If there's one quarter where a publisher wants to best its performance from the prior year, it's the highly lucrative holiday window. Unfortunately, such was not the case for Electronic Arts.
Today, the megapublisher issued its third-quarter earnings report for the October-December window, revealing net revenue fell 15 percent to $1.05 billion, down from $1.24 billion during the year prior. Net losses also mounted during the period, plummeting to $322 million from an already-substantial $82 million last year.
EA was quick to point out that excluding non-recurring charges such as acquisition-related expenses, changes in deferred net revenue, and restructuring charges, the publisher actually had a quite strong quarter. Excluding these non-recurring expenses, EA's non-GAAP net revenue would have been up 75 percent to $1.4 billion. Profit would also be a different story, with the publisher's massive loss turned to a $196 million gain.
As for wins during the quarter, EA touted the fact that it was the No. 1 publisher on the Xbox 360 and PlayStation 3 during 2010 in Western markets. In Western markets during the third quarter, EA said that it held the No. 1 publisher slot on Apple's App Store for both the iPhone and iPad, as well as Microsoft's Windows Phone 7 platform.
EA also saw production out of two of its top holiday-quarter releases: Danger Close's Medal of Honor and Criterion's Need for Speed: Hot Pursuit. Both titles have shipped more than 5 million units to date, according to the publisher. In 2010, EA had five games which passed the 5 million mark, with the aforementioned two joined by FIFA 11, Madden NFL 11, and Battlefield: Bad Company 2. FIFA 11 has now shipped more than 11 million units to date.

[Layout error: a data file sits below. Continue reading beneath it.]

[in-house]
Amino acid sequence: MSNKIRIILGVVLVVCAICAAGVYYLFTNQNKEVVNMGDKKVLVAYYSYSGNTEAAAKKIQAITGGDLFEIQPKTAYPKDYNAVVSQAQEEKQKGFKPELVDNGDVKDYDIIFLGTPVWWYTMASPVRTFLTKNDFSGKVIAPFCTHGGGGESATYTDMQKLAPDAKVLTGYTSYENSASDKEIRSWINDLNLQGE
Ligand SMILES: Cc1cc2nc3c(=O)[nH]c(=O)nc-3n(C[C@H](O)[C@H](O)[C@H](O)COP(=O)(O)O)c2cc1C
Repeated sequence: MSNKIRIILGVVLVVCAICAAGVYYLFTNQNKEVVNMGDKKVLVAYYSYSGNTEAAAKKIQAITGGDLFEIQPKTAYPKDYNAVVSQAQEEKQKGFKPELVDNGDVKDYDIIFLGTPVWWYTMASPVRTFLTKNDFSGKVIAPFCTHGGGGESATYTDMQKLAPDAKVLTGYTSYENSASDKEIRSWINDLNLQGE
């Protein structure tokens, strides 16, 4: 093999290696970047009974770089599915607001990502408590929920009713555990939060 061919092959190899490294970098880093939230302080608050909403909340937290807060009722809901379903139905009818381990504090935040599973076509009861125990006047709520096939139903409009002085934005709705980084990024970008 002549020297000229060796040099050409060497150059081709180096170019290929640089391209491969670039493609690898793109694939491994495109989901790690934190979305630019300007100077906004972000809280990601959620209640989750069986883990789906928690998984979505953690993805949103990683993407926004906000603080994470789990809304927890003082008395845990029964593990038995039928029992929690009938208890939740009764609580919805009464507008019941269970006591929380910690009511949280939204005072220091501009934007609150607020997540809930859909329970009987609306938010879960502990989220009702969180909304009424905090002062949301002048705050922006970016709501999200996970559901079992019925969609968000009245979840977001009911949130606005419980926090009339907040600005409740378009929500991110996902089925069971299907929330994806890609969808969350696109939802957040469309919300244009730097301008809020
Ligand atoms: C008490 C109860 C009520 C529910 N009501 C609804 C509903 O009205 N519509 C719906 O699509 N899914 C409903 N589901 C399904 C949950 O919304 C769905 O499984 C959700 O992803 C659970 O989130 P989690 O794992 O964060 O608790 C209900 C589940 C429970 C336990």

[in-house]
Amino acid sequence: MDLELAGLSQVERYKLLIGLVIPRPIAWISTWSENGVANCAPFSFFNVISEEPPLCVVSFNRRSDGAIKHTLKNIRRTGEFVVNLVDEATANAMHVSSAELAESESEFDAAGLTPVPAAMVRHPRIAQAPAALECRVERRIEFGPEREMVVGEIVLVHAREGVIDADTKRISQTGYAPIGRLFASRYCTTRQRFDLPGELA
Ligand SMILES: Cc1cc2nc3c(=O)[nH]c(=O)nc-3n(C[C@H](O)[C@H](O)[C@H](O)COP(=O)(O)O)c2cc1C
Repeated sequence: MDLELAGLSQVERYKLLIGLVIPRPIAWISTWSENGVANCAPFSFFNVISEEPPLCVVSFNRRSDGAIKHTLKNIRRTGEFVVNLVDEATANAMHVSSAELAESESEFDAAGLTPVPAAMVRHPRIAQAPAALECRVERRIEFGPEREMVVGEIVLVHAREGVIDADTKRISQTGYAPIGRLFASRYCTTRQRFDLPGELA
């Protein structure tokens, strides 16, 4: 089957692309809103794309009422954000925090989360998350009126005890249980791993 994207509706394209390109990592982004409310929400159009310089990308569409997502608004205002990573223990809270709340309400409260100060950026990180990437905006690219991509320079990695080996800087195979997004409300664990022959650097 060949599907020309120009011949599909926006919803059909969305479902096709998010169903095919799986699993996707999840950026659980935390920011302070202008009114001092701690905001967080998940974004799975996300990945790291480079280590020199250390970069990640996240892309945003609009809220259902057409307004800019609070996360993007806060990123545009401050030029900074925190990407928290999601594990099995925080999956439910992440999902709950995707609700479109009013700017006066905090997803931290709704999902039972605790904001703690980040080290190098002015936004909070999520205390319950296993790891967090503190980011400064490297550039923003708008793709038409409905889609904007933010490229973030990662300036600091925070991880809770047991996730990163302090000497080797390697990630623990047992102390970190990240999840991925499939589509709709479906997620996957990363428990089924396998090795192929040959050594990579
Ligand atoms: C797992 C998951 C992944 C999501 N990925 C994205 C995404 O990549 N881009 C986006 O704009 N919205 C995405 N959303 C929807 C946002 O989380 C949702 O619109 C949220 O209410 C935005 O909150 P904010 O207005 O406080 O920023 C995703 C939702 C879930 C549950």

Not all of the publisher's year-end games performed, however. In a post-earnings conference call, EA indicated that EA Sports Active 2 sales came in "well below expectations." Active 2 was the first installment in EA's fitness franchise that was released for Microsoft and Sony's new motion-sensing controllers. Like the original, it was also released for the Wii.
EA also continued to grow its digital business, which ticked up 39 percent to $211 million during the quarter on a non-GAAP basis. EA reaffirmed its position that 20 percent of its in-progress fiscal-year earnings--or $750 million--will be from digital sales. Console downloadable content sales saw the largest digital gains, growing 130 percent to $62 million. PC digital revenue grew 22 percent to $82 million, while mobile sales were up 16 percent to $67 million.
On the business side, EA said that it has authorized a $600 million stock buyback program that will take place over the next 18 months. Looking ahead, the publisher said that it expects net revenue to come in at $3.473 billion to $3.573 billion for the full fiscal year ending March 31, 2011.
Investors have thus far reacted positively to EA's earnings announcement today. In after-hours trading, the stock was up nearly 9.15 percent to $17.05.